A critical component of the curriculum is the emphasis on the multidisciplinary team. The discussions among the medical oncologist, surgical oncologist, radiologist, breast radiologist, clinical trials coordinator, and plastic surgeon are beneficial because “we are all sitting in the room talking about the patient, looking at their mammogram or breast MRI,” Dr. Craft says.
Dr. Craft chairs a breast conference each week as part of the University Cancer Care Team, where physicians gather to discuss current patient issues, work with clinical trials, and participate in research on drugs that treat breast cancer. The weekly meetings also help the participants appreciate their colleagues’ areas of expertise and serve as a reminder to all that each specimen they review represents an actual patient. “I am not a pathologist or a surgeon, so I need their input,” she emphasizes.
For more information on HER2-low education and resources, visit bit.ly/her2low.
The ASCP Great Plains Chapter, based in Nebraska, recently concluded a successful spring meeting.
“Everyone had a great deal of energy and enthusiasm. We appreciated working with ASCP staff on marketing the meeting and with providing credits,” says Karen J. Hastings, MLS(ASCP)CM, a board member of the ASCP Great Plains Chapter who is a clinical laboratory manager at Pathology Services, P.C., North Platte, Nebraska.
Speakers for the two-day event included a CLIA inspector, a physician from Mayo Clinic via Zoom, a representative from Audit Microcontrols, Inc., who talked about calibration verification and guidelines, regulations, and troubleshooting, as well as local laboratory professionals and healthcare providers.
Virtually everyone on the Great Plains Chapter’s 10-member board pitched in to organize the event, secure speakers, and handle registration and education credits.
“The board makes sure that the meeting covers all of the main topics necessary for the ASCP Board of Certification, and it also incorporates sessions on laboratory leadership, since many of its members are laboratory leaders,” Ms. Hastings says.
Future meeting topics are based on feedback via surveys distributed at the end of each meeting. The CLIA inspector session was so popular at the chapter’s fall meeting that it was held again for the recent spring session.
With the meeting held in Omaha, in the eastern part of the state, it can be a challenge to draw attendees who work at rural hospitals that don’t have deep resources to send employees to meetings or who work in the western part of the state. The chapter board is considering holding future meetings in a central location and adding a virtual component as it did during the COVID-19 pandemic so that those who work farther away can participate.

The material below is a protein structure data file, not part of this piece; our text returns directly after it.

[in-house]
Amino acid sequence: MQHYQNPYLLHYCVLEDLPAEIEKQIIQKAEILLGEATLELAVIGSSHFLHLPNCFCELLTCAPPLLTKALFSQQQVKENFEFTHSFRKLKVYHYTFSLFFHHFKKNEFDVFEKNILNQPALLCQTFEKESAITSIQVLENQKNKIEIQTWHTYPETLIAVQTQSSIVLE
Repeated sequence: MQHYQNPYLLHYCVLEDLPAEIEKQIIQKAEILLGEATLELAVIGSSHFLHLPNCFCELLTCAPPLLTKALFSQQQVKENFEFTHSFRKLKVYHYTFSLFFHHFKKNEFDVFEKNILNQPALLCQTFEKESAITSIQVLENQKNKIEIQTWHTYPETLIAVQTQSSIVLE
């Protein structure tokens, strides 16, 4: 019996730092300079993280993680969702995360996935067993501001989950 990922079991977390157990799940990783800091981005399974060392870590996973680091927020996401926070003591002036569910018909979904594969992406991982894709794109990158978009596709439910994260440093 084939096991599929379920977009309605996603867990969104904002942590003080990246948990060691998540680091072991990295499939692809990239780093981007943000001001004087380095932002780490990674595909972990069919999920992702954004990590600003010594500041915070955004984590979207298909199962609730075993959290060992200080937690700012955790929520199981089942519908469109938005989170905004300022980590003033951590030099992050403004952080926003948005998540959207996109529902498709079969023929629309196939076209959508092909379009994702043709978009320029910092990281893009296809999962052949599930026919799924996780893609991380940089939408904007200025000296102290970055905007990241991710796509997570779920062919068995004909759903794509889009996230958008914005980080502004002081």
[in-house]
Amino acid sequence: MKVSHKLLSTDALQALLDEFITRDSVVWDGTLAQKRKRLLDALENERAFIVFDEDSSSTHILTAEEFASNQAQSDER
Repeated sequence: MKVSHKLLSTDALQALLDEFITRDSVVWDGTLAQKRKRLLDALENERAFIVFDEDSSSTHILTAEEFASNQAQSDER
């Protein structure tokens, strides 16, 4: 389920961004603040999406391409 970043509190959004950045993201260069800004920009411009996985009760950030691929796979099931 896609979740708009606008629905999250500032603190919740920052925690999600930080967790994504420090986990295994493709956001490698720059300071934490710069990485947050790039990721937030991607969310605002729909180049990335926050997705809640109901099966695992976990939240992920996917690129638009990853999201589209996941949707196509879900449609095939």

Meanwhile, the chapter has developed an innovative way to engage younger professionals. It hosts an annual Emerging Leaders Award and provides a free, one-year membership to a talented young professional who has been recommended by a chapter member.
The Great Plains Chapter also hosts a fall educational meeting, a summer social event for all members, and a town hall meeting to present the board’s long-range, strategic plans. In addition to meetings, participating in regional chapters is a great way for ASCP members to connect with other laboratory professionals in their area. Learn more about, and join, the Great Plains Chapter or any of the 19 other ASCP Chapters by visiting ascp.org/localchapters
ASCP is urging Congress to include the laboratory workforce in any legislation it passes to address healthcare workforce shortages. ASCP’s comments were outlined in a March 20 letter submitted to Congress in anticipation of legislation the Senate Committee on Health, Education, Labor, and Pensions is considering tackling regarding the historic challenges affecting the nation’s healthcare workforce.
In its letter, ASCP addressed the causes of, and possible policy solutions for, laboratory personnel shortages. Among the causes cited by ASCP were educational costs, salary, workload, stress, and burnout. ASCP argued that high student debt load is one of the reasons why providing loan repayment options for laboratory personnel could help address workforce issues. In addition, ASCP urged Congress to provide laboratory professionals with access to the same federal workforce development programs— like scholarships, fellowships, and financial support for healthcare training programs—currently made available for other healthcare professions.
ASCP and 23 other major national laboratory, pathology, and healthcare organizations have joined forces to urge Congress to tackle the critical personnel shortages affecting the pathology and laboratory workforce. The new Medical and Public Health Laboratory Workforce Coalition wrote an April 25 letter to the Senate Health, Education, Labor, and Pensions (HELP) Committee and House Energy and Commerce (E&C) Committee leaders asking Congress to ramp up efforts to address laboratory personnel shortages.
The coalition’s letter was submitted following a recent Senate HELP Committee’s hearing on healthcare workforce shortages. “Currently, most medical and public health laboratories suffer from significant personnel shortages, and many are operating at or near crisismode,” the coalition noted. The letter also addressed the importance of laboratory professionals to the upcoming reauthorization of the Pandemic and All-Hazards Preparedness Act, which is a key piece of the nation’s pandemic preparedness infrastructure. Much of the data on which pandemic response is based comes from work performed by laboratory professionals.
The coalition noted the federal Health Resource and Services Administration (HRSA), which runs most of the federal government’s healthcare workforce development program, administers a number of programs designed to support the healthcare workforce. However, few of these programs—including grants for training programs, scholarship/fellowship programs, and loan repayment programs—are available to laboratory professionals. Providing laboratory professionals and laboratory training programs with access to these programs as well as improving visa and immigration options for laboratory professionals is essential to responding to laboratory workforce shortages.
ASCP communications writer